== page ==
The FA Medical Masterclass in Disability Football: highlights from the expert presentations

By Liam West (@Liam_West)

St georges blog

 

 

 

The first Football Association (@FA) Medical Masterclass in Disability Football meeting at @StGeorgesPark was a resounding success. It showcased both homegrown talents and imported experts; speaker profiles are available here. Dr. Richard Weiler and Dr Osman Ahmed (@osmanhahmed) hosted the day.

Summary of key take home messages:

Introduction to the FA Disability Football Programme – Phil Heap, The FA

  • In 1999 ability counts programme was rolled out and marks the beginning of the  Football Association involvement in disability football.
  • In 2002 the England Learning Disability (LD) team won the World Cup – how many of you can honestly say you knew that!?!
  • >85,000 people per week participate in disability football in the UK.
  • England has various codes of elite disability football – blind (6th in world), cerebral palsy (10th in world), partially sighted (3rd in world), power chair (2nd in world), deaf (females 4th in world) & LD (3rd in Europe).
  • @StGeorgesParkwill host the Cerebral Palsy 2015 world cup – an opportunity for you to get involved?

Health and safety of the disabled footballer: using common sense in the absence of science – Dr E. Verhagen, VU University (@EvertVerhagen)

  • We know a lot about able bodied athlete problems, but little about how to solve them; this discrepancy is magnified in disability sport.
  • Begin with risk factor research – we often forget to simply ask questions of athletes that have been injured – they know their bodies best!
  • Get to know your players – ask them about their health regularly and pick up subclinical illness – risk factor for injury & decreased performance.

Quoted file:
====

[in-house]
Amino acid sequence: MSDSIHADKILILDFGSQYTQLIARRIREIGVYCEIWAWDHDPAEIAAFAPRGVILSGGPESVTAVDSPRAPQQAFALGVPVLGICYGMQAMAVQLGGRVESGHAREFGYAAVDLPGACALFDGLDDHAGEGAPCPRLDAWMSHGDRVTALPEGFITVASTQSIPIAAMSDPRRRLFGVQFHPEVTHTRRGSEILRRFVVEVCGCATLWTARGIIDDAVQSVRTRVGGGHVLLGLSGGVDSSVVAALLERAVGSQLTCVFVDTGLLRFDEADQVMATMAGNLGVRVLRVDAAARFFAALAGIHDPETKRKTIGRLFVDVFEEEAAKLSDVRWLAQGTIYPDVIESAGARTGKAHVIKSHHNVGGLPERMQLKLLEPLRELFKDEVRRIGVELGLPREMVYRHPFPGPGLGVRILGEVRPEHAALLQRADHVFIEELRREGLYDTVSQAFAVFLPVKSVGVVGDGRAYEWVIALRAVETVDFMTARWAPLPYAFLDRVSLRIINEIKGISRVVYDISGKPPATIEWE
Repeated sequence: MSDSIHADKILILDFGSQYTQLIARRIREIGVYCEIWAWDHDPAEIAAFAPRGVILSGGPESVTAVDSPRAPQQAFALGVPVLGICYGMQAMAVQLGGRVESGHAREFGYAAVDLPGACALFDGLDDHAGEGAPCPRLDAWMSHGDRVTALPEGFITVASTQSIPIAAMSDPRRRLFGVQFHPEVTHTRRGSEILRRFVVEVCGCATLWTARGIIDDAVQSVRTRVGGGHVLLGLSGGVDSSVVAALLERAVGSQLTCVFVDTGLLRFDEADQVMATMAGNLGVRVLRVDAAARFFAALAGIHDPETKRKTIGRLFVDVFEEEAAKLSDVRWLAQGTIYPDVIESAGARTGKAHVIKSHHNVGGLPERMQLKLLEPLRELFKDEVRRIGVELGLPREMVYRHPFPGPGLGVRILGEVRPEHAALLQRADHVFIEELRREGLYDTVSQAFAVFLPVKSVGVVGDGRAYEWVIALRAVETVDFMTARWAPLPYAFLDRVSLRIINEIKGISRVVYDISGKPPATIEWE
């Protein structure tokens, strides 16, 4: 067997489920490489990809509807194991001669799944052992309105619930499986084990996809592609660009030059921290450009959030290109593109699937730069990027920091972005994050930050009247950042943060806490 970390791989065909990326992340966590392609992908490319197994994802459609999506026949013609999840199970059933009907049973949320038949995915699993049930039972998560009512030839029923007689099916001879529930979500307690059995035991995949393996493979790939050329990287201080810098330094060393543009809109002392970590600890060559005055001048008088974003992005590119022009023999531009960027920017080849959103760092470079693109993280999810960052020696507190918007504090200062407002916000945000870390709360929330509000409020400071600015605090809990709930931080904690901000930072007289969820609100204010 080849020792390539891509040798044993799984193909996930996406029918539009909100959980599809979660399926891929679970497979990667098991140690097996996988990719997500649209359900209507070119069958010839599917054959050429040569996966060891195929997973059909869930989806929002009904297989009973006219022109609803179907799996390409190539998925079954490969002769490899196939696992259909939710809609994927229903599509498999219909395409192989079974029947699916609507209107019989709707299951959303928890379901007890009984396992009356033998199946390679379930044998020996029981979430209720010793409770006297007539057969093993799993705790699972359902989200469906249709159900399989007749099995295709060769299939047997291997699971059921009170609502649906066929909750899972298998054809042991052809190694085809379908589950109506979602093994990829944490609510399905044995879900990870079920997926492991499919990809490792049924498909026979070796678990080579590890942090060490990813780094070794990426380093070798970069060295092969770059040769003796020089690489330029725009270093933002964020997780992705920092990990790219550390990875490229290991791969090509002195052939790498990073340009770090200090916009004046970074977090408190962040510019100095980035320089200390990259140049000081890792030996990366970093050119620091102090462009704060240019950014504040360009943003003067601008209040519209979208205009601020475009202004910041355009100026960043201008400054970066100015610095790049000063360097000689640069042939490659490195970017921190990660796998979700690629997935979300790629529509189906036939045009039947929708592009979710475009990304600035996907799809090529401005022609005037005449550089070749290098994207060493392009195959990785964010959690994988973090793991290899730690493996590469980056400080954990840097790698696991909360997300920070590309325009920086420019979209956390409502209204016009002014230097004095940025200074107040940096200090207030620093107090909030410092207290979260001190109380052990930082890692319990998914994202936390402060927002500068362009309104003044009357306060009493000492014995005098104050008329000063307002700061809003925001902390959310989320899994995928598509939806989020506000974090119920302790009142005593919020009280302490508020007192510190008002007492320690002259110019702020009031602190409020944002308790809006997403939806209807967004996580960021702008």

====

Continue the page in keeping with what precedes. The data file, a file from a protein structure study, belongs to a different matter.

• Can’t tackle all problems for your athlete, you have to prioritise and choose.
  • Start a dialogue between coaches & medical team – develop understanding and agree on a common goal for injury prevention for each athlete.
  • Acquire evidence along the way!

Movements and actions in match play of elite footballers with Cerebral Palsy – Craig Boyd, Sheffield Hallam University (@CraigCB11)

  • 7 players on a team but the pitch size is not much smaller than 11-a-side pitch
  • Full of challenges – e.g. there is constant scrutiny of classifications for Cerebral Palsy (CP) football (learn about the classification here) and ranges within each classification.
  • Movement patterns vary within each classification so one broad, team-based injury prevention protocol will not be effective – needs to be individualised

Can we remove training wrinkles with Botox®? – Prof. T. Ward, Staffordshire University

  • Botox can help muscle spasticity, stiffness and shortening. It can improve balance and reduce pain.
  • Clinician must ask themselves the question – Is it spasticity or an underlying weakness causing the problem? If it is spasticity, Botox can be used in the long-term safely.
  • Main take home message – Botox allows opportunity to relax muscles to give time for the physiotherapist to work within. It is not the answer itself. It is an adjunct to physical management / treatment – Window of opportunity.
  • Botox – localized effect on specific muscles unlike oral anti-spastic drugs.

 

The use of smartphone applications in preparing the disabled and able bodied footballer for competitions – Dave Sims, Manchester Metropolitan University (@davesims87)